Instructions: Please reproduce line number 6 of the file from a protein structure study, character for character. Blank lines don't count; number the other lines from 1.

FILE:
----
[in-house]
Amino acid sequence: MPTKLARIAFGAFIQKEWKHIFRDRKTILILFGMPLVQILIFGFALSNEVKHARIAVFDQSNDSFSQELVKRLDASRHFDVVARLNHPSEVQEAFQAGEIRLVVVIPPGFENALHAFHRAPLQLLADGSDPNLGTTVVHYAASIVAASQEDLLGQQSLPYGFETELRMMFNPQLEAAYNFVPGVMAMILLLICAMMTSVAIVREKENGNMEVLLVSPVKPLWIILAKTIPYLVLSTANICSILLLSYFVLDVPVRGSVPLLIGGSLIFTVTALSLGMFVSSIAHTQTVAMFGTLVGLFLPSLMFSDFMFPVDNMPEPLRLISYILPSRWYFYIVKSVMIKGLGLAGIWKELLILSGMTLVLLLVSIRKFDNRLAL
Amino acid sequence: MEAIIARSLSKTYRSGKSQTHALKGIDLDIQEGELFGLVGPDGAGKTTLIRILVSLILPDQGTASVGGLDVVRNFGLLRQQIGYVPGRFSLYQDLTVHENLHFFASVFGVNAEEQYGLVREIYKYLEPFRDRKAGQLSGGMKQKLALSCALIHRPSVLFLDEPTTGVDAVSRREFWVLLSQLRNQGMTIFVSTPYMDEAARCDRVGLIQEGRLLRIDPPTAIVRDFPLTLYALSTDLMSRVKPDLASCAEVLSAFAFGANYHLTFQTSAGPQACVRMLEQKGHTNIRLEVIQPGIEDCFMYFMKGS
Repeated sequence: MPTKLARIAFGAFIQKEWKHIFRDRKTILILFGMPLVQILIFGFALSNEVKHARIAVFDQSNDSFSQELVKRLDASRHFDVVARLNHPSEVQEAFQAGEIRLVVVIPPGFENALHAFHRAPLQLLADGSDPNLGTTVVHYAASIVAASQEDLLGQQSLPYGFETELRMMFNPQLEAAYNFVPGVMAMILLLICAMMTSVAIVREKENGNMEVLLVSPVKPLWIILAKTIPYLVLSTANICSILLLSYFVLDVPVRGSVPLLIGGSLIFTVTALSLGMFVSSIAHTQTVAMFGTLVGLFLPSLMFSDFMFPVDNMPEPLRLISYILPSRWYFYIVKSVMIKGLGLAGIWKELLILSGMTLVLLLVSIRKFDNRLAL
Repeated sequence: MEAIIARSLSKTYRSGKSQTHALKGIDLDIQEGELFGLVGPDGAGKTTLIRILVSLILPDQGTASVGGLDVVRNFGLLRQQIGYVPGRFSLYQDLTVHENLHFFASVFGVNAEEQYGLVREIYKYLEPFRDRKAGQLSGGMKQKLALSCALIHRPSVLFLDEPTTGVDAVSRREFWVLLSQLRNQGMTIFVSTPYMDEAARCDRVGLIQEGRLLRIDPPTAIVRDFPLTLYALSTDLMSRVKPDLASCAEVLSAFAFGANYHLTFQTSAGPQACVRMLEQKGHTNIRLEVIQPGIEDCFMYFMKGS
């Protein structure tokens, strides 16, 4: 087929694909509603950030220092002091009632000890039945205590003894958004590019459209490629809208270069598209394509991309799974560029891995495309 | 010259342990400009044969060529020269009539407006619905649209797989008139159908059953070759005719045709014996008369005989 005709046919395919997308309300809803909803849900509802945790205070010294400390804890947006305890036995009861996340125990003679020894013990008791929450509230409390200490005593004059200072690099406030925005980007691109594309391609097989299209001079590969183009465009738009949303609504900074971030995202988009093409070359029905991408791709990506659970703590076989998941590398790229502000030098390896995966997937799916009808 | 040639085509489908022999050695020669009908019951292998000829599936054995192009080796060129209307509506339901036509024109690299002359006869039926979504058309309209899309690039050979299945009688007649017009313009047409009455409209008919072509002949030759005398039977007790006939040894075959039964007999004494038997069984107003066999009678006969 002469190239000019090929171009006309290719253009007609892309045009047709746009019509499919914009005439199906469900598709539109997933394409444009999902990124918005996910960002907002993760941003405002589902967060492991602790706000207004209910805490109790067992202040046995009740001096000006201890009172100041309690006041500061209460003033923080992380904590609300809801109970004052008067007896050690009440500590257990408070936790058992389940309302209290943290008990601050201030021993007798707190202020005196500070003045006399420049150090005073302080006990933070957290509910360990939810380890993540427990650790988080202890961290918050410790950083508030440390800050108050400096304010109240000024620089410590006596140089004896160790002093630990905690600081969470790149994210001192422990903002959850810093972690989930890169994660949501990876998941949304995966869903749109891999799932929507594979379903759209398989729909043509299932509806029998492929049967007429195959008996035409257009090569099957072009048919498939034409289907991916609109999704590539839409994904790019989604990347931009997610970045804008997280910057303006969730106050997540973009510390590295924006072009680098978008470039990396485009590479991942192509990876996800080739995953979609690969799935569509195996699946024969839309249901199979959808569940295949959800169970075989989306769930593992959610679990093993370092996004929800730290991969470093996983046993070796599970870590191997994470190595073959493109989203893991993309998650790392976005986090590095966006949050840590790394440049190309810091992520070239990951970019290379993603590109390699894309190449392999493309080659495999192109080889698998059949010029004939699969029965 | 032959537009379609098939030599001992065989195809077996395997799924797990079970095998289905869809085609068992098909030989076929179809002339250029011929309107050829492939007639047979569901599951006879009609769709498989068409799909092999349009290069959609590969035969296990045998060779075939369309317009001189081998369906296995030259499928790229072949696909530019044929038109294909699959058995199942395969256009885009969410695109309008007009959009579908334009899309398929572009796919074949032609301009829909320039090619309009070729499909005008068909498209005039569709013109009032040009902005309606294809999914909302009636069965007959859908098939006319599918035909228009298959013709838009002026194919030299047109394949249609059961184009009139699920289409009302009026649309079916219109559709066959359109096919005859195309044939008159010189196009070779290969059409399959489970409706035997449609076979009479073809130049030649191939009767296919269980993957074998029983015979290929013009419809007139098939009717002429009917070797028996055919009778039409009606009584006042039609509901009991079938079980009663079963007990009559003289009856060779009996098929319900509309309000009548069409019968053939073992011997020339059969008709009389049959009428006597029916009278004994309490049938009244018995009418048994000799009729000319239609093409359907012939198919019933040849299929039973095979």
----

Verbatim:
């Protein structure tokens, strides 16, 4: 087929694909509603950030220092002091009632000890039945205590003894958004590019459209490629809208270069598209394509991309799974560029891995495309 | 010259342990400009044969060529020269009539407006619905649209797989008139159908059953070759005719045709014996008369005989 005709046919395919997308309300809803909803849900509802945790205070010294400390804890947006305890036995009861996340125990003679020894013990008791929450509230409390200490005593004059200072690099406030925005980007691109594309391609097989299209001079590969183009465009738009949303609504900074971030995202988009093409070359029905991408791709990506659970703590076989998941590398790229502000030098390896995966997937799916009808 | 040639085509489908022999050695020669009908019951292998000829599936054995192009080796060129209307509506339901036509024109690299002359006869039926979504058309309209899309690039050979299945009688007649017009313009047409009455409209008919072509002949030759005398039977007790006939040894075959039964007999004494038997069984107003066999009678006969 002469190239000019090929171009006309290719253009007609892309045009047709746009019509499919914009005439199906469900598709539109997933394409444009999902990124918005996910960002907002993760941003405002589902967060492991602790706000207004209910805490109790067992202040046995009740001096000006201890009172100041309690006041500061209460003033923080992380904590609300809801109970004052008067007896050690009440500590257990408070936790058992389940309302209290943290008990601050201030021993007798707190202020005196500070003045006399420049150090005073302080006990933070957290509910360990939810380890993540427990650790988080202890961290918050410790950083508030440390800050108050400096304010109240000024620089410590006596140089004896160790002093630990905690600081969470790149994210001192422990903002959850810093972690989930890169994660949501990876998941949304995966869903749109891999799932929507594979379903759209398989729909043509299932509806029998492929049967007429195959008996035409257009090569099957072009048919498939034409289907991916609109999704590539839409994904790019989604990347931009997610970045804008997280910057303006969730106050997540973009510390590295924006072009680098978008470039990396485009590479991942192509990876996800080739995953979609690969799935569509195996699946024969839309249901199979959808569940295949959800169970075989989306769930593992959610679990093993370092996004929800730290991969470093996983046993070796599970870590191997994470190595073959493109989203893991993309998650790392976005986090590095966006949050840590790394440049190309810091992520070239990951970019290379993603590109390699894309190449392999493309080659495999192109080889698998059949010029004939699969029965 | 032959537009379609098939030599001992065989195809077996395997799924797990079970095998289905869809085609068992098909030989076929179809002339250029011929309107050829492939007639047979569901599951006879009609769709498989068409799909092999349009290069959609590969035969296990045998060779075939369309317009001189081998369906296995030259499928790229072949696909530019044929038109294909699959058995199942395969256009885009969410695109309008007009959009579908334009899309398929572009796919074949032609301009829909320039090619309009070729499909005008068909498209005039569709013109009032040009902005309606294809999914909302009636069965007959859908098939006319599918035909228009298959013709838009002026194919030299047109394949249609059961184009009139699920289409009302009026649309079916219109559709066959359109096919005859195309044939008159010189196009070779290969059409399959489970409706035997449609076979009479073809130049030649191939009767296919269980993957074998029983015979290929013009419809007139098939009717002429009917070797028996055919009778039409009606009584006042039609509901009991079938079980009663079963007990009559003289009856060779009996098929319900509309309000009548069409019968053939073992011997020339059969008709009389049959009428006597029916009278004994309490049938009244018995009418048994000799009729000319239609093409359907012939198919019933040849299929039973095979």